Depicting the divine
Representing divine figures has long been a thorny issue. After all, depicting the divine in human form would seem to define and limit the divine in a manner which seems to contradict the idea of God as infinite and all-powerful. There’s also the fourth commandment, as offered in the Hebrew Bible, which reads:
Thou shalt not make unto thee any graven image, or any likeness of any thing that is in heaven above, or that is in the earth beneath, or that is in the water under the earth. (Exodus 20:1-17)
While this commandment has been interpreted in various ways, Judaism and Islam both prohibit the representation of God and other divine figures in human form. Christianity has long relied on images of God, Christ, and the saints as a way of educating the public, but even so, at several points in history, images of divine figures were destroyed—often violently (the destruction of images is called “iconoclasm”). The earliest images of the Buddha also appear to avoid depicting him in human form, though scholars are still debating why this is the case.
Buddha, enlightenment and the Bodhi tree
The man who became known as the Buddha was a Hindu prince, named Siddhartha Gautama, who was born in the 5th or 6th century B.C.E. to a royal family—the leaders of the Shakya clan—living in what is now Nepal. When he was about 29 years old, Prince Siddhartha (who was also known as Shakyamuni) traveled outside of his sheltered palace and encountered an old man, a sick man, and a corpse—figures that, for the prince, epitomized the pain and suffering of the world. He also encountered an ascetic, someone who has chosen to abstain from the pleasures of life in order to pursue spiritual knowledge. After this experience, Prince Siddhartha decided to renounce his luxurious, royal life and to travel around the countryside as an ascetic, meditating and studying. Ultimately, Prince Siddhartha was seeking an end to worldly pain and suffering, and a release from the cycle of rebirth and death (samsara) that characterizes Hindu concepts of time (more on Hinduism and Buddhism here).
One of the most important moments in the story of Prince Siddhartha is when he reached spiritual enlightenment—a state of infinite knowledge—and became known as the Buddha or “the enlightened one.” This occurred about six years after the prince renounced his royal life, while he was meditating underneath a fig tree outside a small village in the present-day state of Bihar, India. The fig tree under which the Buddha reached enlightenment became known as the Bodhi (“awakened” or “enlightened”) tree, and the place where the Buddha sat became an important tirtha or sacred place known as Bodh Gaya (“awakened” or “enlightened” place).
Early images of the Buddha at Bharhut
Some of the earliest depictions of the Buddha reaching enlightenment appear as sculptural friezes on the exterior of sacred Buddhist monuments known as stupas, which Buddhist monks and nuns built as part of their monastic complexes (more on stupas here).
One such depiction is originally from the stupa at Bharhut in the present-day state of Madhya Pradesh, India (left). Carved in reddish-brown sandstone sometime around 80-100 B.C.E. this depiction appears on a railing (vedika) pillar that once surrounded the main stupa. The scene shows several figures kneeling and standing on an architectural form that encircles a large tree.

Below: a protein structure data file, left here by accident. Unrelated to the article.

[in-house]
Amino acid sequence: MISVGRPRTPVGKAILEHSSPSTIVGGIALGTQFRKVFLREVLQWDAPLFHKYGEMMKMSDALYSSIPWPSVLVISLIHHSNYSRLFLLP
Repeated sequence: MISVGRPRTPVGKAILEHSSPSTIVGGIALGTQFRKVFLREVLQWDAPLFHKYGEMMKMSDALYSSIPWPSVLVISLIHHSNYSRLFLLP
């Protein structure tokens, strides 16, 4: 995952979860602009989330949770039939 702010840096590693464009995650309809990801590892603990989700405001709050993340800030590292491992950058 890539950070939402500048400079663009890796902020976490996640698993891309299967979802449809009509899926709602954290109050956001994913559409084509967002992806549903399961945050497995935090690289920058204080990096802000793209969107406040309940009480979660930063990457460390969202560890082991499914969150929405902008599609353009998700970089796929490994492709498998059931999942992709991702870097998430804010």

The place of enlightenment or the moment of enlightenment?
An inscription that accompanies this scene, carved into the roof of the architectural form, identifies it as “the Bodhi tree of holy Shakyamuni”  which has led some scholars to interpret this depiction as the location, or the tirtha, where the Buddha’s enlightenment took place—the tree under which Prince Siddhartha reached enlightenment and the temple that devotees later constructed at this sacred site.
Some of the figures in the scene appear kneeling in prayer in front of an altar at the base of the tree. Celestial beings fly near the top of the tree, and appear to toss flower garlands on the branches. Their presence reinforces the sacredness of the site.
On the right side of the relief, we see a pillar topped with an elephant capital, which, scholars argue, supports the interpretation of this scene as the site of enlightenment. This pillar recalls those constructed by Emperor Ashoka—one of the first Buddhist rulers in India—who erected pillars with animal capitals at important sites of the Buddha’s life (below, left).
In this interpretation, the Bharhut scene could be a depiction of pilgrimage—the kneeling devotees could be Buddhist practitioners traveling to Bodh Gaya as part of religious devotion, to visit the site where the Buddha reached enlightenment hundreds of years before.
However, some scholars argue that it is not simply the location (tirtha) of the Buddha’s enlightenment depicted in this scene, but rather the actual moment of enlightenment itself—complete with an aniconic, symbolic representation of the Buddha. (What does aniconic mean?)
In this interpretation of the scene on the pillar from Bharhut, the Buddha appears not in human form—but rather symbolically, represented by the altar. What we are seeing here is a representation of the Buddha’s formless state upon reaching spiritual enlightenment. In fact, some believe the inscription translates as “enlightenment of the Holy One Shakyamuni” rather than the “Bodhi tree of holy Shakyamuni”—a reading that supports the interpretation of this scene as a depiction of the event of enlightenment not simply the place where enlightenment happened.
Other aniconic images of the Buddha
Along the same lines, scholars argue that other sculptural friezes at important early Buddhist stupas like Bharhut depict scenes from the life of the Buddha, with the Buddha represented in aniconic form—as an empty throne (above), a wheel signifying the Buddha’s creation of the Wheel of Law or Dharma (below, right), or footsteps (below, left), and sometimes even as a stupa (see the image at the top of this page). A third way to interpret the enlightenment scene from the Bharhut stupa and other so-called aniconic depictions of the Buddha is to read them as depictions of Buddhist doctrine or belief.
Imagining the Buddha’s Corporeal Body